By Carley Fockler Second semester student and Assistant to Art Editor Waking up to a canary singing sounds better than it is. If A.M is in the title, it's far too early in the day for me. But, after a sprinkling of seeds in his dish, the bird falls silent. I look through his bars … Continue reading One Way Streets: Ipanema
By Mary T. Duerksen The photo and audio clip provided come from our second semester student Mary. Listen to the sounds of Rio in the morning, from construction, to dogs barking, to the buzz of a beautiful city.
Our short hiatus was due to a very exciting trip!
By Carley Fockler I’ve always been the kind of writer who stares at a word document until everything blurs and my mind wanders. There’s something about it that blank space I find intimidating. I adjust the margins, the font size, and the spacing just to give myself the illusion of productivity. It distracts from my … Continue reading Alter the Process. Break the Rules.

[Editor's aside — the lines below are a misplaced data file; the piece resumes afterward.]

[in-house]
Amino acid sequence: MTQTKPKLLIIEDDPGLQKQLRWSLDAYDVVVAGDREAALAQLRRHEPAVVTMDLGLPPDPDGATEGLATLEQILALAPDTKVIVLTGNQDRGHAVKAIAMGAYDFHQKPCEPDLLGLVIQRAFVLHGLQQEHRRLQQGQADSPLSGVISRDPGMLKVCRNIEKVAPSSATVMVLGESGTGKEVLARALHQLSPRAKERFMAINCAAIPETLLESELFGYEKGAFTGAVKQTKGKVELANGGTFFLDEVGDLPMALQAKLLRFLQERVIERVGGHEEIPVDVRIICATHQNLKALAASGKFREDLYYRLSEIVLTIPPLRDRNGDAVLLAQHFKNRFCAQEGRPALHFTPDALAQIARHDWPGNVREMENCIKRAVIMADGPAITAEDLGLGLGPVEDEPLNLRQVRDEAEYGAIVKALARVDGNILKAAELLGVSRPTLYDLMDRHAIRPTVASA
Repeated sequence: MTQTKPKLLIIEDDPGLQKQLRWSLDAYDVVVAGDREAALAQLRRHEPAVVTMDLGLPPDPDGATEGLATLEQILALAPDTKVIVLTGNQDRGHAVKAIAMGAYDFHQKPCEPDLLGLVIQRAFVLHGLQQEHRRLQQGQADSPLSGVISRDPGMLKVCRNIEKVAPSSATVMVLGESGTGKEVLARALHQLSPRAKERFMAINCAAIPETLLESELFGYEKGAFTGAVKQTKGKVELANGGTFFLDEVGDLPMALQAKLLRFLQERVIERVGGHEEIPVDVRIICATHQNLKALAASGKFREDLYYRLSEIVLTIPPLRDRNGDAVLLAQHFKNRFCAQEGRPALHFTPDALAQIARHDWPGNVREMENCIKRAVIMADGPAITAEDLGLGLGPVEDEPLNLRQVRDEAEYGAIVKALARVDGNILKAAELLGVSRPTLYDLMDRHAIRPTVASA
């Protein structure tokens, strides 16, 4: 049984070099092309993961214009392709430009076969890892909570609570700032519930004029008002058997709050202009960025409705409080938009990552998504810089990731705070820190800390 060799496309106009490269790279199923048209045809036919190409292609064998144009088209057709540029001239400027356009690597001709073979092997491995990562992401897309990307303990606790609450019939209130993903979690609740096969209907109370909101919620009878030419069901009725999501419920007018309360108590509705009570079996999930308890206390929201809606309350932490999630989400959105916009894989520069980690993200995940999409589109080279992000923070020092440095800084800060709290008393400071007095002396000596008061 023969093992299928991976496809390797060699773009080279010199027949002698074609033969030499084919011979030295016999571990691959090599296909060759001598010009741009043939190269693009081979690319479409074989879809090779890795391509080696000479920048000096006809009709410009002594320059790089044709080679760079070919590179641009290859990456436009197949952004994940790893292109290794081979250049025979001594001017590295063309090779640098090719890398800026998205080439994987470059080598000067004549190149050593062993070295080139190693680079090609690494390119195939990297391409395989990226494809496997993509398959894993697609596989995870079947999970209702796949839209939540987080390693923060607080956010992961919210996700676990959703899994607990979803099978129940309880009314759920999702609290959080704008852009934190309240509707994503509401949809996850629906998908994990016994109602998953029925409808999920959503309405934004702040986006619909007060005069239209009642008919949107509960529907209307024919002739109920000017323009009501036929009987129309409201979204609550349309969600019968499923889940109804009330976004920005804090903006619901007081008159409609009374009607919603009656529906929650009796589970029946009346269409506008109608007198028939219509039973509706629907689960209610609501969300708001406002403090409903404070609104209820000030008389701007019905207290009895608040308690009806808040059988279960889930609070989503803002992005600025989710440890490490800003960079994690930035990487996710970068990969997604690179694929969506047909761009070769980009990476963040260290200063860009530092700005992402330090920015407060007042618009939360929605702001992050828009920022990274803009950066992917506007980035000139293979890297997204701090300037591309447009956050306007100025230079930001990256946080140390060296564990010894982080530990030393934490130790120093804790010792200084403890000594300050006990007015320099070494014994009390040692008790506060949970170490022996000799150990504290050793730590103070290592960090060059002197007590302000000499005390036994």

By Tony Pizzo During my first semester retreat to the Atlantic Center for the Arts last January, I attended many eye-opening poetry workshops analyzing the vast selections of form, process, and purpose available to me in this curious expanded field. Among them was a focus on translation, taught by the wonderful John Pluecker. You know … Continue reading Everything is Translatable, Especially A Rubik’s Cube
At the beginning of my journey as a poet, I had an incredibly narrow mind of what poetry was. It had to rhyme. It had to be on paper. It needed to sound classic, like Poe, Whitman, Dickinson, etc. Luckily, since then I have grown my horizons to encapsulate different genres and styles found in … Continue reading My Personal Process for the Expanded Field
My blue stockings fit well with the ornate carpet on the second floor of the Marriott. As I sit against the wall waiting for the first panel to open its doors, a rush of thankful emotions drowns out the hum of the crowd. How did I end up at the Association of Writers & Writing … Continue reading State of the Obra: Transitions, Traditions, & Connections Between